Dissertations and Theses @ UNI


Thesis (UNI Access Only)


Attention-deficit disorder in adults;


The purpose of this study was to investigate symptoms of non-suicidal self-injury in relation to symptoms of Attention-Deficit/Hyperactivity Disorder (ADHD) during the transition to college in a sample of 143 undergraduate college students. Past research has demonstrated that ADHD persists over time and is significantly linked with internalizing problems, such as depression and anxiety. These problems are significant risk factors for non-suicidal self-injury. We predicted that ADHD and internalizing symptoms would predict higher rates of self-harm, and that these variables would predict poor overall outcomes in the transition to college (lower college readiness, poor coping skills, lower GPA and second-semester enrollment). These hypotheses were partially supported; however, internalizing symptoms primarily predicted worse outcomes in the current sample, rather than ADHD. These results are not consistent with prior literature on ADHD in a college setting, because in the current sample, while ADHD is associated with higher rates of NSSI and poorer academic functioning, ADHD itself was not necessarily predictive of these poorer outcomes. Further empirical investigation is necessary to develop interventions that may improve quality of life, the college transition for students with higher rates of ADHD, depressive, and anxious symptoms, such as targeted intervention or prevention programs to help foster resiliency and improved psychological well-being for college students with neurodevelopmental and psychological disorders, and improved clinical training for university mental health providers. Further discussion of limitations, future directions, and clinical implications are included below.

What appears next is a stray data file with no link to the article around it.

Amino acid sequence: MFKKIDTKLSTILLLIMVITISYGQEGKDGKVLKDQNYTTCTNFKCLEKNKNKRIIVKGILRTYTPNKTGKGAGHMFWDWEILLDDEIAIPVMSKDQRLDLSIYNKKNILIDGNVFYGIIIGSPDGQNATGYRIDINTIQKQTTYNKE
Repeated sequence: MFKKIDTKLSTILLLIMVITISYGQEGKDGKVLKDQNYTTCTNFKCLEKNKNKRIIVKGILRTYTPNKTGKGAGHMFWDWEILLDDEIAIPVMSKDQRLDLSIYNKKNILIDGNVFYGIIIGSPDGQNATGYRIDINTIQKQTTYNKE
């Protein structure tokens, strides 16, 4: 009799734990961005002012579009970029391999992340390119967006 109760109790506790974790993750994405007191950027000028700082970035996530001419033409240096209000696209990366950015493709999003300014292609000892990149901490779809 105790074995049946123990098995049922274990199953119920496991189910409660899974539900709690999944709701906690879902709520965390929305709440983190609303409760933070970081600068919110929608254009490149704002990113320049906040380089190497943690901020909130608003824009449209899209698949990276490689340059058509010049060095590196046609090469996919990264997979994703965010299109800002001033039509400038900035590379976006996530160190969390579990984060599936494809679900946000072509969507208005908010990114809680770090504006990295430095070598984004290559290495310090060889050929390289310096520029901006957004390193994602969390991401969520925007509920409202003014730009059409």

Year of Submission


Degree Name

Master of Arts


Department of Psychology

First Advisor

Dr. Elizabeth Lefler, Chair

Date Original


Object Description

1 PDF file (viii, 94 pages)



File Format


Off-Campus Download